Announced last year, Malaysia’s upcoming e-invoicing system will unite the many tax reporting workflows across the country under one streamlined platform as part of the government’s efforts to improve transparency and efficiency in tax reporting,
In other words, it’s going to be much harder to evade or underdeclare taxes.
As MISHU serves many SMEs, we often get approached by business owners asking how they will be impacted by e-invoicing in the short and long-term.
If you’d prefer primary sources, here are official documents we’ve used as references:
If government lingo gives you indigestion, we’ve distilled the documents into seven key things Malaysian SMEs need to know about our incoming e-invoicing system.
- 1. It uses a reporting framework called PEPPOL
- 2. You need PEPPOL-compliant software
- 3. Tax reporting will get much easier
- 4. Not ALL transactions need e-invoices
- 5. You need e-invoices for internal processes
- 6. SMEs don’t have to start until 2025
- 7. There’s a RM50,000 tax deduction for e-invoicing
- Let MISHU handle your accounting
1. It uses a reporting framework called PEPPOL
You’ll hear and see this word a lot in discussions about e-invocing, and it’s not Europeans pronouncing ‘people’ funny.
PEPPOL stands for Pan-European Public Procurement On-Line and is an internationally recognised network for reporting and recording transactions.
Members of the PEPPOL network can send e-documents to each other in a standard format – and because the network is global, LHDN has a clear overview of company revenue whether it is from domestic or international buyers.
1.1 MDEC is Malaysia’s PEPPOL Authority
PEPPOL Authorities are appointed with the approval of OpenPeppol (the NGO that oversees its global implementation) to facilitate the adoption of PEPPOL on a national level while staying fully compliant with international standards.
For Malaysia, that responsibility falls on the Malaysia Digital Economy Corporation.
2. You need PEPPOL-compliant software
Eventually, whatever invoicing system your business uses must be accredited by MDEC as PEPPOL-compliant, which means it generates e-invoices that meet reporting standards.
Currently, service providers in Malaysia are in the process of updating their internal processes and submitting them for review and approval, and you may find official working documents here and here.
3. Tax reporting will get much easier
Here’s a screenshot from LHDN showing the workflow of an average e-invoice.
Because each e-invoice immediately gets sent to LHDN, businesses can report taxes in real time instead of compiling and submitting it seasonally.
For SMEs, this can prevent missed opportunities for tax rebates or accidentally underdeclaring taxes due to missed invoices.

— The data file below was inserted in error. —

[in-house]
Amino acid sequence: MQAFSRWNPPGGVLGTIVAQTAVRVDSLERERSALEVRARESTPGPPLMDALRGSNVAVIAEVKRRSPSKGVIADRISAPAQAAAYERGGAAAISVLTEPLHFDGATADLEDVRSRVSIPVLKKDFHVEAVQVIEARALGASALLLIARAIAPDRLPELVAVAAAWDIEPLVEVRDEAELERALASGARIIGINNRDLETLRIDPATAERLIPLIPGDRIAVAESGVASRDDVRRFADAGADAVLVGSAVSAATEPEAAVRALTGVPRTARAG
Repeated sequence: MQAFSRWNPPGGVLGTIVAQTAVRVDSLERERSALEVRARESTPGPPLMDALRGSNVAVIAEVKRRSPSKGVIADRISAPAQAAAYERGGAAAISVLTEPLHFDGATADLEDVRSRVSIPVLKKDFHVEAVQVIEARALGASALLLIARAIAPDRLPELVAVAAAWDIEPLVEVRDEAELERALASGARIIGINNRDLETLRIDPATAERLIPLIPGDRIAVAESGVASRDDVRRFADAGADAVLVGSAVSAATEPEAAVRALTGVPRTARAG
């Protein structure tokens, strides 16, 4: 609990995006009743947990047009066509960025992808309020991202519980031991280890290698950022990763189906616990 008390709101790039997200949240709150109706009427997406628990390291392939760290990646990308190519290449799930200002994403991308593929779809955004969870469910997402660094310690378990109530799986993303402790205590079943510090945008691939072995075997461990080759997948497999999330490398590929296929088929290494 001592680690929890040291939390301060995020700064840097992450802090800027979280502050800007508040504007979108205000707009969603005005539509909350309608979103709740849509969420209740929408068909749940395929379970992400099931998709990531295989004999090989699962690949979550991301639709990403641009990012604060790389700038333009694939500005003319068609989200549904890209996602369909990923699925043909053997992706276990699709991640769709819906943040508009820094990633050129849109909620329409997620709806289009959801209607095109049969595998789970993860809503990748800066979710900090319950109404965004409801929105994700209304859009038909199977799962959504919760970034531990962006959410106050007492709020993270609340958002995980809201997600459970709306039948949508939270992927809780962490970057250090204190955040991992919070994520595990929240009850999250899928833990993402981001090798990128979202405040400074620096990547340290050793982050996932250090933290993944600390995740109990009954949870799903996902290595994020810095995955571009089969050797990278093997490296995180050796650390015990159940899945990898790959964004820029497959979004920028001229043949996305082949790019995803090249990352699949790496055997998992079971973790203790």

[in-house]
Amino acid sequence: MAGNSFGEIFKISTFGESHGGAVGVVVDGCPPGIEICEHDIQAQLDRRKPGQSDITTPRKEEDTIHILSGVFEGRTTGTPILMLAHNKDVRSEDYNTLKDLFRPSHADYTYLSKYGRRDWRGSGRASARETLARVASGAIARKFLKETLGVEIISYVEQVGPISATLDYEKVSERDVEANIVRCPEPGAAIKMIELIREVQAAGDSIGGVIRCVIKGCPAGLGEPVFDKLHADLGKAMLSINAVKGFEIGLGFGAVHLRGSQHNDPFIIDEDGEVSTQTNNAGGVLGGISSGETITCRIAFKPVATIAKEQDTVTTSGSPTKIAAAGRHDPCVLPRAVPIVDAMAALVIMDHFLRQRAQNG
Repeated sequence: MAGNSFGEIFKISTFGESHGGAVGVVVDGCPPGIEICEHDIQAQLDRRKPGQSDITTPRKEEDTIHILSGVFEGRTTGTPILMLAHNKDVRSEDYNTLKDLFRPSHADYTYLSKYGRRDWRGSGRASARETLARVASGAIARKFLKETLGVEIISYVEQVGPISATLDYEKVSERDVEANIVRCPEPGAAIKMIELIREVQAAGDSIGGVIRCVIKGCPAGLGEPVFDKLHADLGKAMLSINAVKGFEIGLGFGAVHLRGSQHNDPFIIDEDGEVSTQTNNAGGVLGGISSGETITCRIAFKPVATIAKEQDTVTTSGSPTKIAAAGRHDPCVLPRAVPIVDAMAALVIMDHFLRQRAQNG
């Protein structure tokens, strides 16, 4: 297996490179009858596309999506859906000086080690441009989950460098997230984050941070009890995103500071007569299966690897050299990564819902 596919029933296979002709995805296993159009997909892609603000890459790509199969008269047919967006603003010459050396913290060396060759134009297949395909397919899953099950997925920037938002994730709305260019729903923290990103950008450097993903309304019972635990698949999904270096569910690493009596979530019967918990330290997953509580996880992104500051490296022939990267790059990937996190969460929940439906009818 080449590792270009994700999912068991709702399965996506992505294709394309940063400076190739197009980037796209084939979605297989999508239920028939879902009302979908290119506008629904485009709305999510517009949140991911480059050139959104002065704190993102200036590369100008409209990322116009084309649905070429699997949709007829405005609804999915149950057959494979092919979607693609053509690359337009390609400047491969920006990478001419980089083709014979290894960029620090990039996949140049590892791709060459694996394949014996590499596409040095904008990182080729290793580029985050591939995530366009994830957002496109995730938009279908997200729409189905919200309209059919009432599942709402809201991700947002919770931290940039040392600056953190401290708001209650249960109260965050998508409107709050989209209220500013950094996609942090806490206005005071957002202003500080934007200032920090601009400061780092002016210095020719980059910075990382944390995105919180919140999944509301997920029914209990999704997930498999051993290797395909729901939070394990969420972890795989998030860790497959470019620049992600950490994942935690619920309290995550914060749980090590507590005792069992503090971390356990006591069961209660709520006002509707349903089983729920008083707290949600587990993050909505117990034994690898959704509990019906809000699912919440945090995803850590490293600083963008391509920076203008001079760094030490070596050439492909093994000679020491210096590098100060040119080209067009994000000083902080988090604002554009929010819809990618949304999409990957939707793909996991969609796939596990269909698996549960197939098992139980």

4. Not ALL transactions need e-invoices
For many B2C businesses dealing in multiple smaller transactions (think F&B outlets), unless the customer specifically requests for an e-invoice, you can issue them with a regular receipt or invoice.
A buyer who initially does not request an e-invoice has 30 days to request one, after which your business may decline their request.
However, you must aggregate all such transactions on a monthly basis and submit a consolidated e-Invoice to LHDN within seven days after the month’s end.
4.1 Some transactions do require e-invoices
Certain businesses dealing in high-value transactions are required to issue e-invoices for each transaction. Here is the current list as of January 2024:
|Types of Activities/Transactions Where Consolidated e-Invoice is Not Allowed
|Sale of any motor vehicle.
|1. Sale of flight ticket 2. Private charter
|Luxury Goods & Jewellery
|Details yet to be confirmed.
|Construction contractor undertaking construction contract, as defined in the Income Tax (Construction Contracts) Regulations 2007.
|Wholesalers & Retailers of Construction Materials
|Sale of construction materials as defined under the Lembaga Pembangunan Industri Pembinaan Malaysia Act 1994, regardless of volume sold.
|Payment to Agents/Dealers/Distributors
|Payments made to agents, dealers, or distributors.
Anyone planning on laundering money by buying Rolexes, best think of something else.
5. You need e-invoices for internal processes
Company expenses related to staff benefits, compensation, and anything that involves cashflow will require e-invoices to substantiate the expense before tax deductions can be made.
Whenever possible, invoices that will be used as tax deductions should contain the company’s information as the buyer rather than the employee.
6. SMEs don’t have to start until 2025
LHDN and MDEC plan to implement e-invoicing in three phases, starting with the largest income earners:
|Annual turnover or revenue of more than RM100 million
|1 August 2024
|Annual turnover or revenue of between RM25 million and RM100 million
|1 January 2025
|1 July 2025
However, just because you don’t have to do it now, doesn’t mean you shouldn’t at least look into it, considering our last point.
7. There’s a RM50,000 tax deduction for e-invoicing
We touched on this in our Ekonomi Madani business takeaways, but in summary, under Malaysia’s Ekonomi Madani, there is a proposed SME tax deduction up to RM50,000 per year for expenses incurred e-invoicing implementation.
Not every business qualifies for this, and of those that do, there’s probably not enough to go to each, so here’s your little dose of FOMO to get moving!
Let MISHU handle your accounting
MISHU’s certified accountants are here to assist you with professional services at affordable prices. Our plans cater to organisations of every size – talk to us to find your perfect fit.